Extended Warranty

Hi,
Any help with the following would be appreciated.
I have a 2017 Outback. I'm thinking about getting an extended warranty.
My dealer only sells third party warranties, but I'm thinking that the factory warranty would be a better idea.
What is the best way to buy one? I recall hearing, some years ago, that it was possible to shop around the country to find the dealer willing to make the best deal -- and it's all the same Subaru Factory Warranty.
Any advice?
Thanks,
Rick
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On 1/9/19 9:42 PM, snipped-for-privacy@gmail.com wrote:

Keep your money in your wallet, guy. You bought a very reliable car. Chances of saving anything on possibly needed repairs well in the future are slim.
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wrote:

I'll second that.
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On 1/10/2019 9:53 AM, Wade Garrett wrote:

I would generally agree and I thought 5 year drive train warranty would cover major repair expense. Unfortunately the expensive electronics in today's cars can approach that of a drive train repair and that warranty is only 3 years. Makes it tougher to decide but extended warranties are still a profit item for those that sell them.
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On 1/20/19 2:56 PM, Frank wrote:

Contemporary electronics generally either fail during the first few uses....or last close to forever.
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On 1/20/2019 3:10 PM, Wade Garrett wrote:

That's also true. I mentioned in ng once that a few years ago my son had a BMW whose center console failed under warranty. Would have cost him $3,000 other wise.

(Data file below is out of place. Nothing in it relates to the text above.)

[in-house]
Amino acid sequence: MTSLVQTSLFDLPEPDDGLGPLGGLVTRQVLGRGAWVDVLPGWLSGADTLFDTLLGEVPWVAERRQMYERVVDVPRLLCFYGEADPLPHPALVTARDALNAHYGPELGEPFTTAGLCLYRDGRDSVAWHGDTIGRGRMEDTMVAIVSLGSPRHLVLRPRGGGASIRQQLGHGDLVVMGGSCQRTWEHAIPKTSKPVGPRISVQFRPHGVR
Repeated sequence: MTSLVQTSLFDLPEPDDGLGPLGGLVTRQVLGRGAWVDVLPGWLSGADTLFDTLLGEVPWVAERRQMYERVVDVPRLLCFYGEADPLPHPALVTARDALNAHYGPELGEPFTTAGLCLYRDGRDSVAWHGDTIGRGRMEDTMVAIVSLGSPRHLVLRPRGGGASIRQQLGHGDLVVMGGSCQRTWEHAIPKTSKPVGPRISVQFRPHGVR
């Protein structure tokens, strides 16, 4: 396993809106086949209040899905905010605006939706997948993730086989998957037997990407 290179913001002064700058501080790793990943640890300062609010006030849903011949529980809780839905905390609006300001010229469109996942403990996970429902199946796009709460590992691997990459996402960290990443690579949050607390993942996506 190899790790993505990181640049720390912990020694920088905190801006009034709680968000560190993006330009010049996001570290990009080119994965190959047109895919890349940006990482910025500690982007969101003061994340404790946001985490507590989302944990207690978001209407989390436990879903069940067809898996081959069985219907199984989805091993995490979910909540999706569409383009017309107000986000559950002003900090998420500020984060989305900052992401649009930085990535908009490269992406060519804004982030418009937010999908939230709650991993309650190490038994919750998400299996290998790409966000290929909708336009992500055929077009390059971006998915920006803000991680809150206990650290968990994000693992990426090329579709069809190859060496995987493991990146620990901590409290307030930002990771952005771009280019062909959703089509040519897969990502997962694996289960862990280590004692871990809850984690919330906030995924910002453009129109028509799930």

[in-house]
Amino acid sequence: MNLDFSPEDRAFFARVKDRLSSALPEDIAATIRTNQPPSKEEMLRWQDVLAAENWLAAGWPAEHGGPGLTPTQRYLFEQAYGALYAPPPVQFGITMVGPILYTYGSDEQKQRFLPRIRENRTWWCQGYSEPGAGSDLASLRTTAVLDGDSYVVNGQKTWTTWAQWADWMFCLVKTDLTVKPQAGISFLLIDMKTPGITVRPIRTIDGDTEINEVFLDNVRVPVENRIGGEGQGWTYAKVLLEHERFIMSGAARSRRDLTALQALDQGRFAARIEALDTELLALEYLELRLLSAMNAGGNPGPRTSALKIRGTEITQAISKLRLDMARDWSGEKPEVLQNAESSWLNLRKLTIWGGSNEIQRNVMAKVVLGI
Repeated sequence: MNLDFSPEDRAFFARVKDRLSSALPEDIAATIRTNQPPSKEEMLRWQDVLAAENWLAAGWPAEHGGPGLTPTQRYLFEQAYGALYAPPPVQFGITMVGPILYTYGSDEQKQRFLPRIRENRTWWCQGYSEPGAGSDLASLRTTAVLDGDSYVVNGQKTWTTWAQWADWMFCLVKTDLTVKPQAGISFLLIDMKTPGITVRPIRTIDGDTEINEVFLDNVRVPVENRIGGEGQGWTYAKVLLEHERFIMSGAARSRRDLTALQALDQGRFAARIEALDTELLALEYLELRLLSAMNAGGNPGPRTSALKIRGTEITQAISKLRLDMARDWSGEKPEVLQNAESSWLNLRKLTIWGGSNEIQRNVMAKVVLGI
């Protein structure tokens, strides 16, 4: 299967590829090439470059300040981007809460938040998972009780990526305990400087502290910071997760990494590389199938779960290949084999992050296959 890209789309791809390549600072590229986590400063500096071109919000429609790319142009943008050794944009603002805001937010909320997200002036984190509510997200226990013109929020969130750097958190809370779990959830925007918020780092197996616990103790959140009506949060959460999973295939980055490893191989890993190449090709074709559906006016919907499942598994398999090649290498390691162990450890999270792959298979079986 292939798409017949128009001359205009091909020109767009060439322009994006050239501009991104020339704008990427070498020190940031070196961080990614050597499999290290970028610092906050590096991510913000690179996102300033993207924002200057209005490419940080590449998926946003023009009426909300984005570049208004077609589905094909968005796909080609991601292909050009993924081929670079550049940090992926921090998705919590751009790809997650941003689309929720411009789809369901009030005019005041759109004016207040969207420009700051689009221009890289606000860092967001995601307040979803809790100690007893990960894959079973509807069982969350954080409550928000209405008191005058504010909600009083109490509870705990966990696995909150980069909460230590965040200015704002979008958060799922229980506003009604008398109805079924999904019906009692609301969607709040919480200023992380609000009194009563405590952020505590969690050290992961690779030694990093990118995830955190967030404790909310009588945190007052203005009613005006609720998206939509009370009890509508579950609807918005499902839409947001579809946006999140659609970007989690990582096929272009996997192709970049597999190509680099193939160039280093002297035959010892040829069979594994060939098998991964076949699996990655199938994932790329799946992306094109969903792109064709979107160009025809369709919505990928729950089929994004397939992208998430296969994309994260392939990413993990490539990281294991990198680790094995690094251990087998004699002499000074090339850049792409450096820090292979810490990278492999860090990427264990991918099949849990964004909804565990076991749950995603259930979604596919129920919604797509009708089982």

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On 1/20/19 6:35 PM, Frank wrote:

The race is not always to the swift, nor the battle to the strong- but that's the way to bet ;-)
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wrote:

That's always been true, and not just for electronics. Manufacturing defects and substandard materials generally fail early ("early" varying according to what device we're talking about). This is called "infant mortality". Then the item typically has a long period of reliable performance until wear and tear cause the failure rate to increase. A graph of failure rate versus time is usually a U-shaped curve.
Nothing in the above should be construed to mean that failures will not occur after the infant mortality period. It is just that they become muchmore unlikely.
The fact that someone is making money by selling those warranties should be a cautionary note.
Just last night we were out driving and saw a car abandoned by the side of the road. This caused me to notice how seldom we see a breakdown on the side of the road these days. A car on the shoulder with the hood up used to be commonplace 50 or 60 years ago. I've been there myself a few times.
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On 1/20/2019 1:56 PM, Frank wrote:

The 6 CD player in my 2007 OBS failed during the warrant period and was replaced. When it failed again, after the warranty expired, I didn't bother to replace it.
David
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On 1/27/2019 11:48 AM, David R. Birch wrote:

Some electronics you cannot do without. I recall maybe 30 years ago a woman had a Buick where the speedometer and other gauges was a display and it failed. No problem driving the car with it not working but you did not know how fast you were going.
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Buy glass coverage on your insurance policy. You'll thank me for this advice in due time.
Basia
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